What’s funny?

11 February 2011

It’s about time for a new post! First, let me share some Muppet spirit with you. Linus introduced me to this the other day. This is perfect stuff for me, as a child of the 70s I obviously love the music and the Muppets — do I need to say more? If you have 4 minutes to spare, they are well spent watching this….

SO that was good, wasn’t it??? I wish they would still produce the Muppet Show. I love its quirky sense of humour and this preference seems to have passed on to the next generation too: Linus and Lucy really enjoy a bit of Muppet fun via YouTube.
I also love British humour, but for French humour… what is it? What’s funny in French? The first thing that comes to my mind is Bienvenue chez les Ch’tis. Brillant film, I laughed my head off. And then a bit of Louis de Funès maybe? Unbearable to watch today, but fantastic during my childhood … what else is there? And is what I know about French humour typical? I don’t think so. Recently, while scanning a host of newspaper articles, Linus discovered that lots of headings featured word play. He knows enough French to a: understand them, and b: find them funny. I often need additional explanation… (would you have guessed?? 🙂 ) But I reckon this is a typically French kind of humour: Attempting at being sophisticated, witty and clever. An yes, I find this confirmed: On doing further research (i.e. googling…) I found that I don’t seem to be too far off here. In contrast to, for example Anglo-saxon humour,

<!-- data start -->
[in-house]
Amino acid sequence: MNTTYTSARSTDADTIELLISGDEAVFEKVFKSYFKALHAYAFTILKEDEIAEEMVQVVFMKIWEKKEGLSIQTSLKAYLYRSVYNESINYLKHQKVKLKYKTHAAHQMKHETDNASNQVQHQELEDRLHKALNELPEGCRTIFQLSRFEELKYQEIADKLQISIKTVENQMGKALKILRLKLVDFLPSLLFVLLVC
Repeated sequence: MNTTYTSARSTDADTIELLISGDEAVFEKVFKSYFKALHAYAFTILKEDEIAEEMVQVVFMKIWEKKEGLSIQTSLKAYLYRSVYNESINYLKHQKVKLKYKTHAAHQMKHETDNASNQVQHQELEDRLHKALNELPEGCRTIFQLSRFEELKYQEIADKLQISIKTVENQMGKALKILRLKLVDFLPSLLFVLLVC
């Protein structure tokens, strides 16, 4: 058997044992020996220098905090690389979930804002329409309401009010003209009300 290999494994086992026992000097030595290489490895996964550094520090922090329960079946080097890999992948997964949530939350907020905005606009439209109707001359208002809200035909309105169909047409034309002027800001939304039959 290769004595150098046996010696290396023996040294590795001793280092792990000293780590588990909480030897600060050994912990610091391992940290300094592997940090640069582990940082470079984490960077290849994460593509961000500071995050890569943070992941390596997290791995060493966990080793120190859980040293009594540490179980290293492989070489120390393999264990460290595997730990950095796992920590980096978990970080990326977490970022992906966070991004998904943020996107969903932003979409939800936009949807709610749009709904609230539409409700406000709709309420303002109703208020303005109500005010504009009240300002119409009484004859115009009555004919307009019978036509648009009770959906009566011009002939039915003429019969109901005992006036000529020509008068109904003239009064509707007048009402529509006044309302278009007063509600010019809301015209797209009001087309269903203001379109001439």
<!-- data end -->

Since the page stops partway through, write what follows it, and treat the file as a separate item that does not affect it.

The French value wit (intellectual, hostile, aggressive, sarcastic) as opposed to anglo-saxon Humour (emotional, affectionate, gentle, kindly, genial)
Therefore, the French sense of humour is more oriented toward others than themselves, less nonsensical than English humour, more cruel. It is never self-deprecating : it is combative, fueled by ridicule and mockery and it needs a target.
The French are great teases, which contribute (for naive foreigners) to their reputation of being rude
A frequent form of humor is to exagerate excessively a statement to illustrate its falsehood : if you are too literal, you just think it is silly

This is from a website that is supposed to help you understand French attitudes. And it’s helped me a great deal… I now understand WHY I don’t understand French humour. It is alive and kicking, it just eludes me. I guess the following quote is very true:
” I believe that nothing separates people more than their sense of humour” (Theodore Zeldin). I have a feeling that Germans tend to find anglo-saxon humour more funny — or is this just me? (Oops, another thing to google) Anyway, we’ll see, maybe I will get a hang of French humour one day. If not, I don’t mind. I’ll carry on watching the Muppets instead :).


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